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Brewer excels as Oyster Bay chamber president


Ryan Schlotter wears many hats: father, husband, brewer and, most recently, president of the Oyster Bay Chamber of Commerce. The 37-year-old co-founder of the Oyster Bay Brewing Company, which has been open for six years, plans to bring his success as a business owner to other businesses in Oyster Bay.

“The town has changed — there’s been a pretty big increase in restaurants and dining and nightlife, so we want to embrace that as much as possible,” Schlotter explained. “The town has embraced it as well, and we’ve noticed over the last few years [that it] has really transformed and become a destination to hang out and have a good time.”

Schlotter, along with his business partner Gabe Haim, 37, of Mill Neck, made the leap from home brewing to professional brewing in 2012 to, as Schlotter said, “bring as much businesses as we could to the hamlet.”

“We’re both big fans of Oyster Bay, so we wanted the town to do well,” he added, “which is why we chose the location we did instead of a warehouse out east or contract brewing it upstate like some other breweries do.”

Schlotter, who lives in Centerport with his wife and two sons, said Oyster Bay provided an opportunity to bring the brewing industry to an area in Nassau where there was previously a void. “Anytime you wanted to go visit a brewery, you had to go all the way out east to do it,” he said, “so we wanted to give people something on the North Shore [that] they could come and visit.”

Schlotter and Haim first met working at Rallye BMW in Westbury. After founding the brewery, the pair kept their full-time jobs for two years, leading to many late nights in the brewery’s early days, Schlotter said. After leaving their day jobs and getting the business off the ground, the pair moved from their original location on South Street to a significantly larger space on Audrey Avenue in 2016.

Today, Haim primarily handles the in-house brewing operations while Schlotter travels around the New York-metro area to promote sales and distribution of their 15 plus beer varieties. As the company has grown, so have its purveyors. In addition to local bars, restaurants and grocery stores you can find Oyster Bay brews in major sports venues like Citi Field and the Barclays Center.

Haim said it’s the differences between the two business partners that make Schlotter such a great person to work with. “A lot of people think having a business partner should be someone that sees the same vision as you . . . I think it’s better to have somebody that can challenge your thoughts so you both come to a better place,” Haim said. “As much as we agree on a lot of things, we disagree on a lot of things, and I think that’s really healthy for business.”

Along with the company’s ever-growing popularity, Schlotter increased his prowess in the community when he was selected as president of the Oyster Bay Chamber of Commerce in January. Embracing the hamlet’s increasing storefronts and nightlife, Schlotter said the chamber has adapted, rather than shied away from change.

“We’ve made it a point to support the changes that are going on,” he said, “and tried to get all the businesses that are here to be as successful as possible.”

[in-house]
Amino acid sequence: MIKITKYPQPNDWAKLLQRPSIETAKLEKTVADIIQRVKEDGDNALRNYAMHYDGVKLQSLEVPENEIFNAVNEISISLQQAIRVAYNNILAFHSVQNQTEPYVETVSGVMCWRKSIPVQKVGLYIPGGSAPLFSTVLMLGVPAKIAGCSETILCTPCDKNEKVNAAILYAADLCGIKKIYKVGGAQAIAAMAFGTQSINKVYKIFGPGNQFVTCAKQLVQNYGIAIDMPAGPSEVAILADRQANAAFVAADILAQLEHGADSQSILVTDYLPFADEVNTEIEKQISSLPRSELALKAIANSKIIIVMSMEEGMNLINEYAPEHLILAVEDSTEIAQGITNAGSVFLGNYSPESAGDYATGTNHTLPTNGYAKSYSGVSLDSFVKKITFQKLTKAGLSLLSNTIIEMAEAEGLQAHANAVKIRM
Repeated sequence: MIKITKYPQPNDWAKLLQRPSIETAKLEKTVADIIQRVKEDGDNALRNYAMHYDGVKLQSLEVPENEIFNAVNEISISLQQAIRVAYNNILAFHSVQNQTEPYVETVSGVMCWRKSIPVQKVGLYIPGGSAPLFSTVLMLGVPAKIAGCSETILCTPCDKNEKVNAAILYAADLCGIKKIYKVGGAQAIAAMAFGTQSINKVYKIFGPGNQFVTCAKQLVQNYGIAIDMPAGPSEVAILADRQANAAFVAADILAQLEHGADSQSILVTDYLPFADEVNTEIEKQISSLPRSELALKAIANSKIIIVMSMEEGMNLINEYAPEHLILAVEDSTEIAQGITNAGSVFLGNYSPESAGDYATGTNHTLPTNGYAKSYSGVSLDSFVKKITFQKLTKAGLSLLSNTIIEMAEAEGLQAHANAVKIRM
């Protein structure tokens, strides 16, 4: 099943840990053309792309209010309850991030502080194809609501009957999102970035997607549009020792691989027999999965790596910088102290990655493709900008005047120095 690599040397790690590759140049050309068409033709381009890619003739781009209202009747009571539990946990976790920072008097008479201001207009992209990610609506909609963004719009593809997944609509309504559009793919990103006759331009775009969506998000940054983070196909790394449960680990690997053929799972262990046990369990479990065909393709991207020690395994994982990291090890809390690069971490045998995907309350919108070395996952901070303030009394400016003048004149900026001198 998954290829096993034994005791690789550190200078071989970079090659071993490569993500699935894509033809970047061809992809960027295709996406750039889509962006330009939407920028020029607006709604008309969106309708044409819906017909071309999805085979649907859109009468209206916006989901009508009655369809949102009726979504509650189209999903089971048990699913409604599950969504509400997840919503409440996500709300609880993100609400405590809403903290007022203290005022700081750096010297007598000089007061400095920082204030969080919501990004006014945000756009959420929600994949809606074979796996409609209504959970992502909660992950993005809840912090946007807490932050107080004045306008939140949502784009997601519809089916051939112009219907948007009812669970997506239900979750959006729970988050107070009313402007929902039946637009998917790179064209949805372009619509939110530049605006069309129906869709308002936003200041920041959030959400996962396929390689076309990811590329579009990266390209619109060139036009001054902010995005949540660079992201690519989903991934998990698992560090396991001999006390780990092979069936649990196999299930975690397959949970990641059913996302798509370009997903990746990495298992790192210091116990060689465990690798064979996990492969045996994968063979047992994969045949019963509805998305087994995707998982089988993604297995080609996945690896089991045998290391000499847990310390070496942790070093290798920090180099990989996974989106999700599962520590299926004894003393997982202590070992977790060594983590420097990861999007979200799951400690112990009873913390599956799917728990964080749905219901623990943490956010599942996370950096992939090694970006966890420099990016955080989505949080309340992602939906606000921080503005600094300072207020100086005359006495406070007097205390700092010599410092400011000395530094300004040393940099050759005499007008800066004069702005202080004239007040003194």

To promote those new businesses, Schlotter has organized various fundraisers and networking events. At “Cruise Night,” residents park their vintage cars on Audrey Avenue among local musicians and food tents for a night of networking. The event gives chamber members and small business owners the opportunity to socialize. Schlotter said events like “Cruise Night” are important to keeping local businesses rooted in Oyster Bay.

Susan Dembo, secretary for the Oyster Bay Chamber of Commerce, said Schlotter’s “creative ideas” and understanding of the community make him a good fit for the position. “Ryan brings a very fresh perspective as a merchant since he’s been involved in the community for a number of years,” she said, “and he’s seen the changes that have happened.”

Dembo, a chiropractor, said Schlotter set up the online program “ChamberMaster” earlier this year for the organization’s use. The program allows merchants to enter and share their information with other businesses while “streamlining the administrative work of the chamber.”

Walter Imperatore, treasurer of the Oyster Bay Chamber of Commerce, said Schlotter’s presence represents “the new entrepreneur business owner of Oyster Bay,” which he believes has brought renewed interest to the hamlet.

“Ryan has the new and small business perspective, and that’s what Oyster Bay is built on,” Imperatore said. “Small businesses [that] are not necessarily the big box or the franchise market.”

Schlotter and Haim are also using the brewery to support the community that supports them by hosting fundraisers and donating gift baskets and beer whenever possible. “When you have that platform and that ability, it makes it nice to be able to find a way to support local charities and give back whenever possible,” Schlotter said.

Haim said Schlotter’s ability to “challenge the status quo” will set him apart as an effective leader moving forward. “Where you might find chamber organizations in other towns who say, ‘let’s just do things the way we’ve always done it because it’s easy’,” Haim said. “Ryan’s really good at saying, ‘well why are we doing it that way? Could we be doing it differently?’”